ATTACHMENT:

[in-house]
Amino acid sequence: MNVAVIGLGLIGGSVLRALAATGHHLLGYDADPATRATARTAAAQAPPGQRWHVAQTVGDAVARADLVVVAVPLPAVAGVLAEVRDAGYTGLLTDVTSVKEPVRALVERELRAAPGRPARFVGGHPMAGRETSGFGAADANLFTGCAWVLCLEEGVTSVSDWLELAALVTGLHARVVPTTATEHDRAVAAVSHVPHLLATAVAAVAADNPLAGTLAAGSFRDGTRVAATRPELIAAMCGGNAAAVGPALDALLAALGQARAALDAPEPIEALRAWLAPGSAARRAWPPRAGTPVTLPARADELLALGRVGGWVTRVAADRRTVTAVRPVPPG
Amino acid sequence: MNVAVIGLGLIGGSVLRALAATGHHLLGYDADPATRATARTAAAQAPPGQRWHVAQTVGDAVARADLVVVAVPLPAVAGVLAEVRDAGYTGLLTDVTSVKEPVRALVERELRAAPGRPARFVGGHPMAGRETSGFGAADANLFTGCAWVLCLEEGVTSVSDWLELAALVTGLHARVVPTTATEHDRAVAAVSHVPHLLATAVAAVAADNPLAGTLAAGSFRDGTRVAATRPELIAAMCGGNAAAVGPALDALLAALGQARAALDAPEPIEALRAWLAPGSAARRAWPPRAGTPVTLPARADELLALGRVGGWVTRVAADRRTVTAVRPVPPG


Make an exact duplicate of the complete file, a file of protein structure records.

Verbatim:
[in-house]
Amino acid sequence: MNVAVIGLGLIGGSVLRALAATGHHLLGYDADPATRATARTAAAQAPPGQRWHVAQTVGDAVARADLVVVAVPLPAVAGVLAEVRDAGYTGLLTDVTSVKEPVRALVERELRAAPGRPARFVGGHPMAGRETSGFGAADANLFTGCAWVLCLEEGVTSVSDWLELAALVTGLHARVVPTTATEHDRAVAAVSHVPHLLATAVAAVAADNPLAGTLAAGSFRDGTRVAATRPELIAAMCGGNAAAVGPALDALLAALGQARAALDAPEPIEALRAWLAPGSAARRAWPPRAGTPVTLPARADELLALGRVGGWVTRVAADRRTVTAVRPVPPG
Amino acid sequence: MNVAVIGLGLIGGSVLRALAATGHHLLGYDADPATRATARTAAAQAPPGQRWHVAQTVGDAVARADLVVVAVPLPAVAGVLAEVRDAGYTGLLTDVTSVKEPVRALVERELRAAPGRPARFVGGHPMAGRETSGFGAADANLFTGCAWVLCLEEGVTSVSDWLELAALVTGLHARVVPTTATEHDRAVAAVSHVPHLLATAVAAVAADNPLAGTLAAGSFRDGTRVAATRPELIAAMCGGNAAAVGPALDALLAALGQARAALDAPEPIEALRAWLAPGSAARRAWPPRAGTPVTLPARADELLALGRVGGWVTRVAADRRTVTAVRPVPPG